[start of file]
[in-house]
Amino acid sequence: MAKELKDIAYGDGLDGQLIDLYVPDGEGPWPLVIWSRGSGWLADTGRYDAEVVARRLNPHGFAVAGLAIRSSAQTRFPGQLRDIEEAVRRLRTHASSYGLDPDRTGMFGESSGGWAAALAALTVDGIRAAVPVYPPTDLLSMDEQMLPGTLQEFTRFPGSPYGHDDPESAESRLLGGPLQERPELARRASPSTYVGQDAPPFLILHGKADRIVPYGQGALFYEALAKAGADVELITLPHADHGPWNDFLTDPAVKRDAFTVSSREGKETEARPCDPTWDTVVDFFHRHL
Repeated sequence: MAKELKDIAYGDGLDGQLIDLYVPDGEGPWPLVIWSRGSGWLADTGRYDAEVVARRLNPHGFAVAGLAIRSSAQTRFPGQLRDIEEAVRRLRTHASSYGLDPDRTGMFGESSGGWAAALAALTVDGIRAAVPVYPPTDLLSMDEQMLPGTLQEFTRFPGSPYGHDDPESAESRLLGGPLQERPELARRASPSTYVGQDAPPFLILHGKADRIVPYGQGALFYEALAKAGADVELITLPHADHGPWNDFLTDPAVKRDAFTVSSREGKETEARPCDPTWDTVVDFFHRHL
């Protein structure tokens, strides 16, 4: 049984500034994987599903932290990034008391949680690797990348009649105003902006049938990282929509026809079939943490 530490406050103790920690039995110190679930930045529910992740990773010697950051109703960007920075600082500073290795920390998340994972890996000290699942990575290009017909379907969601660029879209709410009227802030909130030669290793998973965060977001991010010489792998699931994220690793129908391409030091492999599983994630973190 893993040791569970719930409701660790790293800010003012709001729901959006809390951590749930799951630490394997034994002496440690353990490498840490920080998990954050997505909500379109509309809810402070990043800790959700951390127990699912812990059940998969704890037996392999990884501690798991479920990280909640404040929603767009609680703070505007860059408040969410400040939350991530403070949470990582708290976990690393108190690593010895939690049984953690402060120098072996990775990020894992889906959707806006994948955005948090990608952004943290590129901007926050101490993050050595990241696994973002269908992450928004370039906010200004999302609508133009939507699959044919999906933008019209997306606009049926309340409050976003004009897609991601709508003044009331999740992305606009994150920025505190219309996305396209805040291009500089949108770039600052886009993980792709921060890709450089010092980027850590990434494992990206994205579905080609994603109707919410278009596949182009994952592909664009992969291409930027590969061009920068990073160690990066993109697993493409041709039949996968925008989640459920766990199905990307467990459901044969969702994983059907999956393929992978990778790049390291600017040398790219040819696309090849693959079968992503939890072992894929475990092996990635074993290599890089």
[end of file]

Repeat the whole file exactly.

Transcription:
[in-house]
Amino acid sequence: MAKELKDIAYGDGLDGQLIDLYVPDGEGPWPLVIWSRGSGWLADTGRYDAEVVARRLNPHGFAVAGLAIRSSAQTRFPGQLRDIEEAVRRLRTHASSYGLDPDRTGMFGESSGGWAAALAALTVDGIRAAVPVYPPTDLLSMDEQMLPGTLQEFTRFPGSPYGHDDPESAESRLLGGPLQERPELARRASPSTYVGQDAPPFLILHGKADRIVPYGQGALFYEALAKAGADVELITLPHADHGPWNDFLTDPAVKRDAFTVSSREGKETEARPCDPTWDTVVDFFHRHL
Repeated sequence: MAKELKDIAYGDGLDGQLIDLYVPDGEGPWPLVIWSRGSGWLADTGRYDAEVVARRLNPHGFAVAGLAIRSSAQTRFPGQLRDIEEAVRRLRTHASSYGLDPDRTGMFGESSGGWAAALAALTVDGIRAAVPVYPPTDLLSMDEQMLPGTLQEFTRFPGSPYGHDDPESAESRLLGGPLQERPELARRASPSTYVGQDAPPFLILHGKADRIVPYGQGALFYEALAKAGADVELITLPHADHGPWNDFLTDPAVKRDAFTVSSREGKETEARPCDPTWDTVVDFFHRHL
């Protein structure tokens, strides 16, 4: 049984500034994987599903932290990034008391949680690797990348009649105003902006049938990282929509026809079939943490 530490406050103790920690039995110190679930930045529910992740990773010697950051109703960007920075600082500073290795920390998340994972890996000290699942990575290009017909379907969601660029879209709410009227802030909130030669290793998973965060977001991010010489792998699931994220690793129908391409030091492999599983994630973190 893993040791569970719930409701660790790293800010003012709001729901959006809390951590749930799951630490394997034994002496440690353990490498840490920080998990954050997505909500379109509309809810402070990043800790959700951390127990699912812990059940998969704890037996392999990884501690798991479920990280909640404040929603767009609680703070505007860059408040969410400040939350991530403070949470990582708290976990690393108190690593010895939690049984953690402060120098072996990775990020894992889906959707806006994948955005948090990608952004943290590129901007926050101490993050050595990241696994973002269908992450928004370039906010200004999302609508133009939507699959044919999906933008019209997306606009049926309340409050976003004009897609991601709508003044009331999740992305606009994150920025505190219309996305396209805040291009500089949108770039600052886009993980792709921060890709450089010092980027850590990434494992990206994205579905080609994603109707919410278009596949182009994952592909664009992969291409930027590969061009920068990073160690990066993109697993493409041709039949996968925008989640459920766990199905990307467990459901044969969702994983059907999956393929992978990778790049390291600017040398790219040819696309090849693959079968992503939890072992894929475990092996990635074993290599890089």